What can the VBeam laser treat?In this office, we use it to treat:
- Firming and tightening of sagging skin
- Age/sun spots
- Angiomas (red freckles)
- Facial spider veins
- Acne scarring
- Sun damage
That depends on the patient and the area treated. Different people have different sensitivities. Each pulse of the laser stings or burns. While a single pulse is tolerated easily by almost anyone, multiple pulses can be very uncomfortable. The discomfort is brief.
With this laser no anesthetic is usually needed or used. In special circumstances an anesthetic cream can be applied 45 minutes before treatment, which will reduce discomfort.
No. This laser cannot safely treat very dark skin. The darker the skin, the greater the risk of pigmentation problems. It will work well on moderately pigmented or olive skin (e.g., Asian or Hispanic), and works very easily on pale skin.
Before any treatment would be considered you need evaluation by one of the dermatology providers in the office—Dr. Richard Wyatt, Fariha Quereshy (NP), or Blair Maerowitz (PA).
Although treatments are usually considered cosmetic (and therefore not covered by insurance), evaluation of the condition or lesions are often medically indicated and evaluation is often covered. The first step is usually to make an appointment with either Dr. Wyatt or one of our other two dermatology providers.
Sometimes treatment can be started at that visit, but more often treatment is scheduled for another day. Most laser treatments are actually done by the aesthetician on staff, Ashley da Cunha, but any one of the four of us can do the treatments.
- You should not have a tan when undergoing laser treatment. Tanned skin is more likely to be damaged by laser.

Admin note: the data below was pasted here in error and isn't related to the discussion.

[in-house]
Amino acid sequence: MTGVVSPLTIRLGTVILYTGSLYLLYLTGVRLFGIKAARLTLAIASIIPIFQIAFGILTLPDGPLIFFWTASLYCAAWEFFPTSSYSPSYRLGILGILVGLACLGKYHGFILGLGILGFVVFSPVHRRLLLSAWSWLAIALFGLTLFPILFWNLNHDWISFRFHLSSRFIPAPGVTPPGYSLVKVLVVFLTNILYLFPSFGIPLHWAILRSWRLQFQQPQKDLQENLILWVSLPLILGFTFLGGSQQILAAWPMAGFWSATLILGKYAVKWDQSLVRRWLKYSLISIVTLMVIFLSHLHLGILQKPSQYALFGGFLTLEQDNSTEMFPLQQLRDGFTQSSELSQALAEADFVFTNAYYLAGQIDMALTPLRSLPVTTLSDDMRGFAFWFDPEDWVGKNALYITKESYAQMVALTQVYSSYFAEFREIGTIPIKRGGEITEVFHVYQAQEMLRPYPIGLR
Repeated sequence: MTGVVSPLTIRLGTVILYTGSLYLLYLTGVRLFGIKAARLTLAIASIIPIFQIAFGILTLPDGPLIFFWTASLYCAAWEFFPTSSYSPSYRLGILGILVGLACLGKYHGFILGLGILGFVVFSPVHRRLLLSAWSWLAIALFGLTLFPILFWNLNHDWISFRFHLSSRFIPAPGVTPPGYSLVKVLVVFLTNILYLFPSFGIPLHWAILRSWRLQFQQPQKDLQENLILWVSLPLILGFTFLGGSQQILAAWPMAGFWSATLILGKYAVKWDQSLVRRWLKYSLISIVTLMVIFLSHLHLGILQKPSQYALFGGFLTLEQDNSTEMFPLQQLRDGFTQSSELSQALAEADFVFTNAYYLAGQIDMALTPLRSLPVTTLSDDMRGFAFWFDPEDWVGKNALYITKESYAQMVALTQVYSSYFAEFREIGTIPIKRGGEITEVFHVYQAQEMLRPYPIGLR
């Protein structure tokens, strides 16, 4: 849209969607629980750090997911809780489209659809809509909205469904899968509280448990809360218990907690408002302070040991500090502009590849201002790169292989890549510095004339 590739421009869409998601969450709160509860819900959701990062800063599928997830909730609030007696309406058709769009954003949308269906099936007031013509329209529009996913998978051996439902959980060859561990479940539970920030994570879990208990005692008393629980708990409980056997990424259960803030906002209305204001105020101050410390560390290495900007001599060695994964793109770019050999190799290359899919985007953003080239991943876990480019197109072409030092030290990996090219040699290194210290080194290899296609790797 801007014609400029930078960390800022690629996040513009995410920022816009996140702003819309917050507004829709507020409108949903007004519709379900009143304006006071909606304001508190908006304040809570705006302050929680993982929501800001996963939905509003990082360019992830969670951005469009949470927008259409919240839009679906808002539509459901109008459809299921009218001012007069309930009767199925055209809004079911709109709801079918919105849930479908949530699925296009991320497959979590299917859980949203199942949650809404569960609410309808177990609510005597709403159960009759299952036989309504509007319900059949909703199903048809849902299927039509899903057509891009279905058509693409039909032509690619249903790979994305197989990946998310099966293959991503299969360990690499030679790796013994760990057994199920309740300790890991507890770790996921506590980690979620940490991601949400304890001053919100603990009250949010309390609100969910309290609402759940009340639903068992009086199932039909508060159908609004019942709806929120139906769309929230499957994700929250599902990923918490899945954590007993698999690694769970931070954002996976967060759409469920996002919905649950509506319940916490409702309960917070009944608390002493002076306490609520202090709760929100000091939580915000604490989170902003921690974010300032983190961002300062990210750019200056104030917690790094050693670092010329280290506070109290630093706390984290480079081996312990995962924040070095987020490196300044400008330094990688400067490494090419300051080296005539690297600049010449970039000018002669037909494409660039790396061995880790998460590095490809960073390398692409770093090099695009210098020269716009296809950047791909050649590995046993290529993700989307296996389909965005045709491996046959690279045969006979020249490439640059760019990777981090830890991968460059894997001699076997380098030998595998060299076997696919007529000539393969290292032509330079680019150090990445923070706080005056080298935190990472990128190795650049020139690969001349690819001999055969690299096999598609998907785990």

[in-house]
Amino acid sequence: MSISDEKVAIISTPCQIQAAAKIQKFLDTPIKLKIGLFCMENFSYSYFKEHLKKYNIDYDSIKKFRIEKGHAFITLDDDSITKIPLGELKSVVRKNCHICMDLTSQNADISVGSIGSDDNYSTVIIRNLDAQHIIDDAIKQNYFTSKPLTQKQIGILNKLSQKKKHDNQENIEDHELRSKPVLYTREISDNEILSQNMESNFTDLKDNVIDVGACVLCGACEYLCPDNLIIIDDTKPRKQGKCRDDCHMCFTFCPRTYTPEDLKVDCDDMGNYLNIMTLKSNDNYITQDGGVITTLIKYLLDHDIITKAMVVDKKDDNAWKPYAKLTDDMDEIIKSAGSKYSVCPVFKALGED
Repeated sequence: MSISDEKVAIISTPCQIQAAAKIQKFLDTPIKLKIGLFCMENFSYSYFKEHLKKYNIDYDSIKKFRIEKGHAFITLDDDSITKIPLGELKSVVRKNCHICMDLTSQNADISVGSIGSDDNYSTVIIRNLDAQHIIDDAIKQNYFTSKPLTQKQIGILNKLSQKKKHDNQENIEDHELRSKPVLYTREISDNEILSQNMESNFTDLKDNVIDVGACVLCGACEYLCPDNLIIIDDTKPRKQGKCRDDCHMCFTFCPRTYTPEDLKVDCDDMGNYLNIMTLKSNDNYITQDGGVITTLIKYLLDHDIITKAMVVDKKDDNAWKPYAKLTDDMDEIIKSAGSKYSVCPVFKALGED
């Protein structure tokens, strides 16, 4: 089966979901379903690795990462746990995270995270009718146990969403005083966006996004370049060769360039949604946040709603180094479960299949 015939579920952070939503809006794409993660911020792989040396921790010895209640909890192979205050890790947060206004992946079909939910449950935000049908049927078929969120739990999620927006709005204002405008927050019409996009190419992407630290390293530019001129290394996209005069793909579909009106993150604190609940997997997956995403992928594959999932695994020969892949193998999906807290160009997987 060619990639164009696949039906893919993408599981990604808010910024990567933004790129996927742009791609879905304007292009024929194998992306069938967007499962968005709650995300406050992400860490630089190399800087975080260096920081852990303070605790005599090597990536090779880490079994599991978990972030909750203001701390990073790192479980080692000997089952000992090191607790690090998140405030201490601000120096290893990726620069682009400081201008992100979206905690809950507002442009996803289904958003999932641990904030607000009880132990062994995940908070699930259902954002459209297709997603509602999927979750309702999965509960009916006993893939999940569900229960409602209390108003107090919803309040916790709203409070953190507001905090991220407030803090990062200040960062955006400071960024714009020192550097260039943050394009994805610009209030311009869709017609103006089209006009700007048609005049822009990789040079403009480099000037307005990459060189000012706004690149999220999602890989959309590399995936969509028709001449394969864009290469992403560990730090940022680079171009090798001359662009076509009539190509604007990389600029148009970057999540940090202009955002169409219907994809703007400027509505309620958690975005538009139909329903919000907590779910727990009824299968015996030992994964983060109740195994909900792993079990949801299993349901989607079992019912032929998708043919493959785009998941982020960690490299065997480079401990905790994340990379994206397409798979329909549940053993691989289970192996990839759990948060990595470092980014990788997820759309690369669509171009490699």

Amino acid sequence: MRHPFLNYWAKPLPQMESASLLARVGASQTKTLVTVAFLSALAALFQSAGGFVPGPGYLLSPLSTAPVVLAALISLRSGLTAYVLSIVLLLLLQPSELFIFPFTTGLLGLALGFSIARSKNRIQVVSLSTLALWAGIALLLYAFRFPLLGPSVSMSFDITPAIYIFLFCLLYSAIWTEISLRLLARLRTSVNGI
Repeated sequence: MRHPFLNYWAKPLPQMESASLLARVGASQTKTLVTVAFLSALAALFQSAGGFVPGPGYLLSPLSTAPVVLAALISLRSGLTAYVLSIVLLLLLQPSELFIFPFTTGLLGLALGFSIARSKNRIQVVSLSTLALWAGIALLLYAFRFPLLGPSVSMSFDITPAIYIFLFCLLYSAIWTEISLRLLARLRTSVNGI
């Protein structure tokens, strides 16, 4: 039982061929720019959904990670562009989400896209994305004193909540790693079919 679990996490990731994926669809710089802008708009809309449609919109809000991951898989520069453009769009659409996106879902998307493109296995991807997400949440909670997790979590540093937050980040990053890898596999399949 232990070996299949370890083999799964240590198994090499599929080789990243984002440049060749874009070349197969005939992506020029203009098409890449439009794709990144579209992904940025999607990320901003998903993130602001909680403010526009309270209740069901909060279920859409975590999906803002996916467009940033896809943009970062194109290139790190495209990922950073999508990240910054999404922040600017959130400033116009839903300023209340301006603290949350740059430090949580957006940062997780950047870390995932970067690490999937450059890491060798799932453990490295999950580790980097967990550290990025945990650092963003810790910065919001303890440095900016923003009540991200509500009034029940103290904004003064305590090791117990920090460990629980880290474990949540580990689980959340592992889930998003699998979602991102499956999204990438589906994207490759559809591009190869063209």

- Do not apply any sunscreen or makeup or any lotion to the target area the day of the treatment.
- “Fake tan” products should not be used prior to treatment.
- If you have a history of herpes simplex in the area treated, the irritation of the laser can activate the infection. Let us know if you have such a history; it is easy to prescribe an antiviral to take before the treatment to reduce such a possibility.
- Treat the skin gently after the treatment: do not pick, rub, or abrade the skin.
- Avoid direct sun for 2 weeks after the treatment; it is thought that sun exposure in this period may increase the risk of pigmentation.
- Please don’t schedule a treatment if you plan to go out of town during the week after treatment. Most post-treatment problems are trivial, but if you have a problem and can’t come in for evaluation we can’t reassure you, and it can be scary–imaginations tend to cause a lot of anxiety.
Most often the area treated is more red than usual, resolving over a few hours. For some people the area becomes swollen, especially if more vigorous settings are chosen. When this happens the swelling may last for hours or even days. When the full face is treated we have noticed a significant incidence of facial swelling, especially under the eyes.
Most settings we use will not cause bruising, but sometimes there is slight bruising that resolves over a few days. Vigorous settings can easily cause bruising; we would discuss this with you before treatment.
Theoretically, yes. True scarring is a risk with any laser. However, with this laser it is exceedingly rare. Permanent or at least persistent pigmentation changes have been reported, however–but they are rather rare. Transient hyperpigmentation or hypopigmentation is not that uncommon. This can cause anxiety in both the patient and the practitioner, but the pigmentation almost always normalizes. The resolution of hyperpigmentation can be easily speeded up with a bleaching cream. Hypopigmentation, on the other hand, has no reliable remedy other than time. You should keep in mind, though, that use of a laser like this one can potentially cause permanent decreased pigment in the skin, even though that is rare.
No. There are no reports of this, nor has anyone suggested a reason to suspect that it might cause cancer.